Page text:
Flag-waving is a fallacious argument or propaganda technique used to justify an action based on the undue connection to nationalism or patriotism or benefit for an idea, group or country.[1][2] It is a variant of argumentum ad populum.[3] This fallacy appeals to emotion instead to logic of the audience aiming to manipulate them to win an argument. All ad populum fallacies are based on the presumption that the recipients already have certain beliefs, biases, and prejudices about the issue.[4]

If flag-waving is based on connecting to some symbol of patriotism or nationalism it is a form of appeal to stirring symbols which can be based on undue connection not only to nationalism but also to some religious or cultural symbols—for example, a politician appearing on TV with children, farmer, teacher, together with the "common" man, etc.

The act of flag-waving is a superficial display of support or loyalty to, for example, a nation or a political party.[5]


  1. ^ Ferrán Valls i Taberner; Chia-Jui Cheng (1993). Ciencia política comparada y derecho y economía en las relaciones internacionales: estudios en homenaje a Ferran Valls i Taberner. Cátedra de Historia del Derecho y de las Instituciones, Facultad de Derecho, Universidad de Málaga. p. 7219. ISBN 9788460460589. Retrieved 10 August 2013. Today, indeed, flag-waving has become a quite common generic term denoting the deliberate appeal to nationalistic emotions and prejudices.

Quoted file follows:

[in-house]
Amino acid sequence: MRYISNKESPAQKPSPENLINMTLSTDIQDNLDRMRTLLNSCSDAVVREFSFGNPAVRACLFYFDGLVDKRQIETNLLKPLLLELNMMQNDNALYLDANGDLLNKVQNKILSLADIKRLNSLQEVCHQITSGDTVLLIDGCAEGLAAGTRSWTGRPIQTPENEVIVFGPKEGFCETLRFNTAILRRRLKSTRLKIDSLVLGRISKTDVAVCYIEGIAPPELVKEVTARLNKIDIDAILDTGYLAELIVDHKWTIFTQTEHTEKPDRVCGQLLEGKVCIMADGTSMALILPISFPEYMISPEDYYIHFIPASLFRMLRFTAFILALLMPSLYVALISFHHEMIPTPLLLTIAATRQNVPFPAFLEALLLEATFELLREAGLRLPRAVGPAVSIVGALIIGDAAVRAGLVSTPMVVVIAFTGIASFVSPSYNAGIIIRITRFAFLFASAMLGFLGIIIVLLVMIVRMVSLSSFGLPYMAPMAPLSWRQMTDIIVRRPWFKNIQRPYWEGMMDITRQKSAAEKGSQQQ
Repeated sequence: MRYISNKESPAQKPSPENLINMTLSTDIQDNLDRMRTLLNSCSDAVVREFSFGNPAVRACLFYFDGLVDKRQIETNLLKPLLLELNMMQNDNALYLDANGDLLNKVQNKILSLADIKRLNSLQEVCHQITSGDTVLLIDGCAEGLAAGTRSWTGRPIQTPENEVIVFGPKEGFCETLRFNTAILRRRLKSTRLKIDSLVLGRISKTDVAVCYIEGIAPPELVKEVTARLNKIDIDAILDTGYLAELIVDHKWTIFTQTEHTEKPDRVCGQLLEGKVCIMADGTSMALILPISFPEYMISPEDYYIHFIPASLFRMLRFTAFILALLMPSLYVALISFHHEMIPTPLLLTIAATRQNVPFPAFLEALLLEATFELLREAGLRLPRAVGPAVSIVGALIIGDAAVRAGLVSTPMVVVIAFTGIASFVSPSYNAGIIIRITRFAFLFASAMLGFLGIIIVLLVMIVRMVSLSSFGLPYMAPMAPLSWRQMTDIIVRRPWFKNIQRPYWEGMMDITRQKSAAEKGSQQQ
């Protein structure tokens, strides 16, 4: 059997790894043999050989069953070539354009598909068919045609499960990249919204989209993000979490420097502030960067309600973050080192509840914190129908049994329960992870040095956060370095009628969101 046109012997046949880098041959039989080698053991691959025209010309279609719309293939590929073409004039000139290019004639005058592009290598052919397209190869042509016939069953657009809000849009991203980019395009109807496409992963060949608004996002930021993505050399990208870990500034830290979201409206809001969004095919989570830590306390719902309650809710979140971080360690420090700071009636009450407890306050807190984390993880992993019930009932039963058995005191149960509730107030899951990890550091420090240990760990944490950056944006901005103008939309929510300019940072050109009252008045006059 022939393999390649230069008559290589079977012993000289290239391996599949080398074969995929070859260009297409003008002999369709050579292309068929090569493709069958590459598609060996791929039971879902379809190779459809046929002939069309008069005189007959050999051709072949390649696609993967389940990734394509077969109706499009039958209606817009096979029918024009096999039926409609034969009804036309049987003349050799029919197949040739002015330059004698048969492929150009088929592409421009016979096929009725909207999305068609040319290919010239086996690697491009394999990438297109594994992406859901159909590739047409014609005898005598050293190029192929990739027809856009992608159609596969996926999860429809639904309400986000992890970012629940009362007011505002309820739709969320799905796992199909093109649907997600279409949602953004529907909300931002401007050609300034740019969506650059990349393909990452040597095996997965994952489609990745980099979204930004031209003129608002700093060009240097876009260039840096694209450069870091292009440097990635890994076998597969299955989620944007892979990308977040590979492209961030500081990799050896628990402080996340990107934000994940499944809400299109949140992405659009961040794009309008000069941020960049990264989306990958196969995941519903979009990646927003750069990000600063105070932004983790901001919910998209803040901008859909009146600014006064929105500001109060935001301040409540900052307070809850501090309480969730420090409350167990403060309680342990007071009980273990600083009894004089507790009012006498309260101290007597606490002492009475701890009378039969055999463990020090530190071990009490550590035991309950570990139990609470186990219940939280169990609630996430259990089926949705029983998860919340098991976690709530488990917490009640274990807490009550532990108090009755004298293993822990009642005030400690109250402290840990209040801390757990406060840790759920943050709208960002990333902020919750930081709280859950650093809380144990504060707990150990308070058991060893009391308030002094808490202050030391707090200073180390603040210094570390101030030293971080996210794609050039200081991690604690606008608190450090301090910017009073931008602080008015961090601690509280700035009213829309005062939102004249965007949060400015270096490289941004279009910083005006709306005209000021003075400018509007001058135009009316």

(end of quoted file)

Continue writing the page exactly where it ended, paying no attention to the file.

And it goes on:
2. ^ Nicole Hein (7 November 2011). Spinning Coverage: An Analysis of The New York Times' Reporting on the War in Iraq in Light of the U.S. Administration's Spin and Propaganda Efforts. GRIN Verlag. p. 33. ISBN 978-3-656-04831-2. Retrieved 9 August 2013. Flag-waving is a popular propaganda technique, meaning that an action is justified "on the grounds that doing [what is promoted, in this case support the war] will make one more patriotic, or in some way benefit a group, country, or idea.
  3. ^ Daniel Harry Cohen (1 January 2004). Arguments and Metaphors in Philosophy. University Press of America. p. 59. ISBN 978-0-7618-2677-4. Retrieved 9 August 2013. ...ad Hominen ridicule, ad Misehcordiam tears, or ad Populum flag-waving - all logical fallacies...
  4. ^ Kathleen Bell (February 1990). Developing arguments: strategies for reaching audiences. Wadsworth Pub. Co. p. 284. ISBN 9780534121921. Retrieved 9 August 2013. The ad populum argument presumes that the audience already holds a particular attitude and specific beliefs on the issue.
  5. ^ Allied Chambers (1998). The Chambers Dictionary. Allied Publishers. p. 609. ISBN 978-81-86062-25-8. Retrieved 14 August 2013.